Shares in estate agent Foxtons (LSE: FOXT) have slumped by 22% today after it released a profit warning. This follows a decline in the company’s share price of 19% on Friday and means that it has lost 36% of its value in less than 12 hours of trading.

Clearly, Brexit is bad news for Foxtons and for the wider UK property market. Foxtons has today stated that the uncertainty that acted as a brake on the London residential property market in the run up to the EU referendum is now set to continue until at least the end of 2016. As such, the upturn the company anticipated following the referendum now looks unlikely to materialise and as a result of this, Foxtons now expects its 2016 sales and profitability to be significantly lower than 2015 levels.

Although Foxtons has a robust lettings business that should provide a degree of protection in a downturn, the reality is that the UK property market could be headed for a very challenging period. House prices are already highly overvalued, with the price-to-average earnings ratio being at its second-highest ever level. The highest level was at the peak of the housing bubble at the start of the credit crunch, with prices then falling by around 20% in the following couple of years.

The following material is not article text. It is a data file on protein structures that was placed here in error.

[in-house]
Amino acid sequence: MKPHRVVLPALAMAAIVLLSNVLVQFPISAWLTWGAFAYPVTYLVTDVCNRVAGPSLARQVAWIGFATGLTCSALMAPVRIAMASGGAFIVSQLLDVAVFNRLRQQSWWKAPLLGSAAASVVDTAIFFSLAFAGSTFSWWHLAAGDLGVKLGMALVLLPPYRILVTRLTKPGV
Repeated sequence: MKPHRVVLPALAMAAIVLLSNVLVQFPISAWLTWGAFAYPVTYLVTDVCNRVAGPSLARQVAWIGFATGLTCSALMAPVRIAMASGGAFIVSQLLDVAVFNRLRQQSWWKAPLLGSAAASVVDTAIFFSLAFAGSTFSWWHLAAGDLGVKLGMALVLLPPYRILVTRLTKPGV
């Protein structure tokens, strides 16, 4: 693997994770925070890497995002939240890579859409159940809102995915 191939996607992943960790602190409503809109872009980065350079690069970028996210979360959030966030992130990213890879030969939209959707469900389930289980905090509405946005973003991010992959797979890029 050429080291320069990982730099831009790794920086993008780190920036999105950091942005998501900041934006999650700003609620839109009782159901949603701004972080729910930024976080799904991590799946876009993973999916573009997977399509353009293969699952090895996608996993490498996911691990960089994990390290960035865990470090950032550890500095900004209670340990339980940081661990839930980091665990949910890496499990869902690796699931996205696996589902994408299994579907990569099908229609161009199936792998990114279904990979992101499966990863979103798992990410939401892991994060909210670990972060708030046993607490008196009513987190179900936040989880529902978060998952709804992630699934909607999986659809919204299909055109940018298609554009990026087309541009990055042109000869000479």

Looking ahead, a fall of that nature would be very unsurprising, since the UK leaving the EU will take at least two years and during that time both domestic and foreign buyers are likely to delay property purchases. Lower transaction volumes plus the potential for higher interest rates mean that Foxtons is likely to operate in hugely challenging conditions. Therefore, it seems to be a stock to avoid at the present time.

Think long term

Also updating the market today was easyJet (LSE: EZJ). Its shares are down by 17% and this takes their fall since the close on Thursday to over 28%. Clearly, easyJet’s outlook is now much more uncertain after Brexit and the company now anticipates that demand for flights will come under pressure. However, easyJet has also been hit recently by specific factors that are causing its profitability to be hurt.

For example, easyJet experienced 1,061 cancellations in the third quarter of the year, with this being due to strike action in France as well as congestion issues at Gatwick and severe weather. The Egyptair tragedy has also dampened demand for flights among consumers, while recent movements in fuel prices and exchange rates have also added £25m of additional costs to the current year’s results.

Due to these factors, the near-term outlook for easyJet remains very challenging. But it continues to be a very high quality company that’s doing all of the right things in a difficult operating environment. As such, now could be a great time to buy it and with easyJet trading on a price-to-earnings (P/E) ratio of just 8, there seems to be considerable upside for patient, long-term investors.

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Peter Stephens owns shares of easyJet. The Motley Fool UK has no position in any of the shares mentioned. We Fools don't all hold the same opinions, but we all believe that considering a diverse range of insights makes us better investors.